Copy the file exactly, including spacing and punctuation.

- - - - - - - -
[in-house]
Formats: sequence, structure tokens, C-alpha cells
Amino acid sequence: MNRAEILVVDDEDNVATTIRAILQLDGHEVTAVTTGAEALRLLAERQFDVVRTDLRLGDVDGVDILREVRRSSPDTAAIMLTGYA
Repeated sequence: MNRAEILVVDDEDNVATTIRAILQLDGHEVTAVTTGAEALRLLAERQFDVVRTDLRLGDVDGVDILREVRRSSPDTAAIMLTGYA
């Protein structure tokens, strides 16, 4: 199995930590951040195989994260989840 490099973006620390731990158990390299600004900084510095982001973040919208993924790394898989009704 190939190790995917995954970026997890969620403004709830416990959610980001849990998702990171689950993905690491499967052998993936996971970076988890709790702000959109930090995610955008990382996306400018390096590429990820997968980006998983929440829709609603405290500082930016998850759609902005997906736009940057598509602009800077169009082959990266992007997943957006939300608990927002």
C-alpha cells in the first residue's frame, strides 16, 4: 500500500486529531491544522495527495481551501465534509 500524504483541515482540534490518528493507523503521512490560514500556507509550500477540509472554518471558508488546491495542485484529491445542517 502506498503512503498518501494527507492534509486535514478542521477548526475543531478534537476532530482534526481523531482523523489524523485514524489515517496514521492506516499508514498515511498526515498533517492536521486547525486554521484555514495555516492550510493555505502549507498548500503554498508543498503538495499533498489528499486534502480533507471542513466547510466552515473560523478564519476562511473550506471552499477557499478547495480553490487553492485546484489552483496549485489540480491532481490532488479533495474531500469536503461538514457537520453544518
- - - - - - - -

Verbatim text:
[in-house]
Formats: sequence, structure tokens, C-alpha cells
Amino acid sequence: MNRAEILVVDDEDNVATTIRAILQLDGHEVTAVTTGAEALRLLAERQFDVVRTDLRLGDVDGVDILREVRRSSPDTAAIMLTGYA
Repeated sequence: MNRAEILVVDDEDNVATTIRAILQLDGHEVTAVTTGAEALRLLAERQFDVVRTDLRLGDVDGVDILREVRRSSPDTAAIMLTGYA
């Protein structure tokens, strides 16, 4: 199995930590951040195989994260989840 490099973006620390731990158990390299600004900084510095982001973040919208993924790394898989009704 190939190790995917995954970026997890969620403004709830416990959610980001849990998702990171689950993905690491499967052998993936996971970076988890709790702000959109930090995610955008990382996306400018390096590429990820997968980006998983929440829709609603405290500082930016998850759609902005997906736009940057598509602009800077169009082959990266992007997943957006939300608990927002």
C-alpha cells in the first residue's frame, strides 16, 4: 500500500486529531491544522495527495481551501465534509 500524504483541515482540534490518528493507523503521512490560514500556507509550500477540509472554518471558508488546491495542485484529491445542517 502506498503512503498518501494527507492534509486535514478542521477548526475543531478534537476532530482534526481523531482523523489524523485514524489515517496514521492506516499508514498515511498526515498533517492536521486547525486554521484555514495555516492550510493555505502549507498548500503554498508543498503538495499533498489528499486534502480533507471542513466547510466552515473560523478564519476562511473550506471552499477557499478547495480553490487553492485546484489552483496549485489540480491532481490532488479533495474531500469536503461538514457537520453544518